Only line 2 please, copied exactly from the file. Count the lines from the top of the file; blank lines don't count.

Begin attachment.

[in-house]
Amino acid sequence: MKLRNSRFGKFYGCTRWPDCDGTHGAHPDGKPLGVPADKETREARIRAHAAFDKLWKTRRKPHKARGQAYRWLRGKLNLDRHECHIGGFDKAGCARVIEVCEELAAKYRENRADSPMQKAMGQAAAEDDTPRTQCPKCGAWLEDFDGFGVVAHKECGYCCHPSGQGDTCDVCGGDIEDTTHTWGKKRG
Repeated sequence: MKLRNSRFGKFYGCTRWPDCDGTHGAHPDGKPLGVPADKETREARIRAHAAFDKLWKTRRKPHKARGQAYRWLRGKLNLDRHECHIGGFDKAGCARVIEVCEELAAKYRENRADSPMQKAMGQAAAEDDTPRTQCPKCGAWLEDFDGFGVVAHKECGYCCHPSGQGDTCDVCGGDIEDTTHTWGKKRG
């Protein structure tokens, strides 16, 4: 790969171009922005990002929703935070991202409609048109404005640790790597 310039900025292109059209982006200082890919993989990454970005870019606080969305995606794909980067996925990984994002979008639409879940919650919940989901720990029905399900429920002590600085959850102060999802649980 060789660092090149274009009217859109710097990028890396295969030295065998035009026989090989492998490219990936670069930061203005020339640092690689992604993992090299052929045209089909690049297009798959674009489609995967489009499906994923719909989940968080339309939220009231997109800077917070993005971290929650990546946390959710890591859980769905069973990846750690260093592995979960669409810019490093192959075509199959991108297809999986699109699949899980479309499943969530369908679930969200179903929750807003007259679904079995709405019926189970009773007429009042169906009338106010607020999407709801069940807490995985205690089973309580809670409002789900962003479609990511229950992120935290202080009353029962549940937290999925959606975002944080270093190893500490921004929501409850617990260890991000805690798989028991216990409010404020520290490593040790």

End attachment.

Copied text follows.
Amino acid sequence: MKLRNSRFGKFYGCTRWPDCDGTHGAHPDGKPLGVPADKETREARIRAHAAFDKLWKTRRKPHKARGQAYRWLRGKLNLDRHECHIGGFDKAGCARVIEVCEELAAKYRENRADSPMQKAMGQAAAEDDTPRTQCPKCGAWLEDFDGFGVVAHKECGYCCHPSGQGDTCDVCGGDIEDTTHTWGKKRG